Latino outreach: Some Democrats are fretting over polls suggesting that Joe Biden’s presidential campaign isn’t reaching Latino voters, CQ Roll Call’s Michael Macagnone and Jim Saksa report.
Job losses: The U.S. Chamber of Commerce laid off a dozen employees recently, as the big political and lobbying player continues to struggle.
Relationship status — it’s complicated: Facebook announced Wednesday it would reject any ads “that claim victory before the results of the 2020 election have been declared.” Facebook CEO Mark Zuckerberg said earlier this month that the platform was “partnering with Reuters and the National Election Pool to provide authoritative information about election results.” Jesse Littlewood, vice president of campaigns for Common Cause, called the move a “token gesture,” in a statement.
On the trail: Axios reported that Biden is expected to hit the campaign trail in states featuring competitive Senate races.
And the award goes to: Georgia Sen. Kelly Loeffler has our vote for the most bizarre political ads so far this cycle, with two spots asserting she is more conservative than Attila the Hun. The ads feature a grunting actor in period costume who appears to order an attack on China, the elimination of “liberal scribes” and the persecution of various offenders of conservative values. But, in our opinion, Loeffler’s ad falls short of Carly Fiorina’s 2010 “Demon Sheep” spot in the ranking of weirdest ads of all time.
Let the triaging begin: It’s getting to be that time of year when outside groups start to triage — move money from races that are no longer Toss-ups. According to the firm Medium Buying, the DCCC pulled money out of Maine; Scranton, Pennsylvania; and Detroit. The Texas Tribune reported that the NRCC was canceling its buy in Houston. Politico reported that the DCCC was moving money to Colorado’s 3rd District, Michigan’s 3rd and Texas’ 23rd, while the GOP super PAC Congressional Leadership Fund has launched a new ad campaign in Wisconsin’s 3rd District.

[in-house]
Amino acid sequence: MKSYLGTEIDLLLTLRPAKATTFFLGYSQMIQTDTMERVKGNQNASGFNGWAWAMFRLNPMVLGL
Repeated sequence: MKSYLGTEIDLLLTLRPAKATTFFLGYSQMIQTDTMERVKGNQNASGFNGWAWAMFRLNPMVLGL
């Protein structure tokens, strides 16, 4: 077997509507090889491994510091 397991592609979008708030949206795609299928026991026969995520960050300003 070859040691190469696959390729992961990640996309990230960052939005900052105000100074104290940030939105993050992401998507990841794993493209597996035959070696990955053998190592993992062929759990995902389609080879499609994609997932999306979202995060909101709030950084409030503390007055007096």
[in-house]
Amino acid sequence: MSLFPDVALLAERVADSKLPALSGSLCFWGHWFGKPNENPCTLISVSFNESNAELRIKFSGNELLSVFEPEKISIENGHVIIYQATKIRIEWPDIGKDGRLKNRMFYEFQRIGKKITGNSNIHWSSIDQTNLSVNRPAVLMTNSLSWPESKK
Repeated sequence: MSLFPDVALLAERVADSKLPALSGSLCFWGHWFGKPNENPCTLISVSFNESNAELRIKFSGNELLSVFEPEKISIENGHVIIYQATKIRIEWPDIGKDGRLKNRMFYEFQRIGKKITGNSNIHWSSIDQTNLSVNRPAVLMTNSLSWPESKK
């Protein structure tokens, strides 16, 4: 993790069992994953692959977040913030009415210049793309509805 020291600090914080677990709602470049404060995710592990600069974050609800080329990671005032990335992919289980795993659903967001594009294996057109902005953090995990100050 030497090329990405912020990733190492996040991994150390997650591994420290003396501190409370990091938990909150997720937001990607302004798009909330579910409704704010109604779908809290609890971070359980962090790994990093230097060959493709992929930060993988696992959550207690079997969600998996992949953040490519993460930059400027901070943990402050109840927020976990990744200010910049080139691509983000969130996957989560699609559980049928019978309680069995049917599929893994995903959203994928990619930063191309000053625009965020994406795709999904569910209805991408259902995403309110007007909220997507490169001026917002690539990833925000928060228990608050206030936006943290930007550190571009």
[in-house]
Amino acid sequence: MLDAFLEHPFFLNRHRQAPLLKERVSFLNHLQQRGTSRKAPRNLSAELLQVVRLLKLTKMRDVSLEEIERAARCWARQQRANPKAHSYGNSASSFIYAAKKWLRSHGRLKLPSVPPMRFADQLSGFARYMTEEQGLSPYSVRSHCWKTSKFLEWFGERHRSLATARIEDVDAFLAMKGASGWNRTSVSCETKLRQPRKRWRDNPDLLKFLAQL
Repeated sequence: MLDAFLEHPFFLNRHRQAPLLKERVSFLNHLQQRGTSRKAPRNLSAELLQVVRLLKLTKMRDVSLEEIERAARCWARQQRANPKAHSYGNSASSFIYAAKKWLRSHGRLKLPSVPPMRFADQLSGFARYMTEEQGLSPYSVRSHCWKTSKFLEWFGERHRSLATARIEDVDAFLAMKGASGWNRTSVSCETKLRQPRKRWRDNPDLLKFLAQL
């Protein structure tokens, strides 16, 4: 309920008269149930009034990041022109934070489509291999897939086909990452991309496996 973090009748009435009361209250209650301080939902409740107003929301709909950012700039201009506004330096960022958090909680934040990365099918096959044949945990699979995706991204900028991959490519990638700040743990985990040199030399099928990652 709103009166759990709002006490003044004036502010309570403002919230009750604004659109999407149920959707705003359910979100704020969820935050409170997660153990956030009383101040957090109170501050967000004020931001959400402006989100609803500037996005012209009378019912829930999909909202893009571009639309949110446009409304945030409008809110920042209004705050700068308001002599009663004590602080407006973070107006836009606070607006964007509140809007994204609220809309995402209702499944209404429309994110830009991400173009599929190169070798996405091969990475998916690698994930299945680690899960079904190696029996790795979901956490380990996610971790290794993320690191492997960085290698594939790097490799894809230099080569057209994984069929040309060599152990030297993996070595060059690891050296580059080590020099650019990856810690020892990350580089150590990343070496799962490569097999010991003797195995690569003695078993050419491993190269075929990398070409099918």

United in fundraising: EMILY’s List, which raises money for female Democrats who support abortion rights, and BlackPAC, which works to mobilize Black voters, said this week they were creating a $1.5 million joint fundraising agreement. The effort will target the races of Democratic incumbents such as Reps. Lucy McBath in Georgia’s 6th District and Lauren Underwood in Illinois’ 14th, among others, as well as Democratic challengers, including Joyce Elliott, who is running against GOP Rep. French Hill in Arkansas’ 2nd, and Pat Timmons-Goodson, who is challenging GOP Rep. Richard Hudson in North Carolina’s newly drawn 8th District.
It’s in the mail: In an ominous sign for November’s elections, Florida rejected more than 35,0000 mailed-in ballots in the state’s August primary because they didn’t meet signature requirements or arrived too late. The rejections accounted for 1.5 percent of the total vote, Politico reported. Similar rejection rates could be a big problem in November, when the state is expected to be crucial to the presidential race. So far, more Democrats have requested to vote by mail than Republicans.
Voting early and in person: Democrat Betsy Dirksen Londrigan, who is challenging GOP Rep. Rodney Davis in Illinois’ 13th District, took advantage of her state’s early, in-person voting, which kicked off Thursday. She and her family turned out this morning at the Sangamon County Election Office, according to her campaign. Davis’ campaign told ATR the Republican also plans to vote early in Taylorville, as he normally does, but the precise date depends on the House calendar.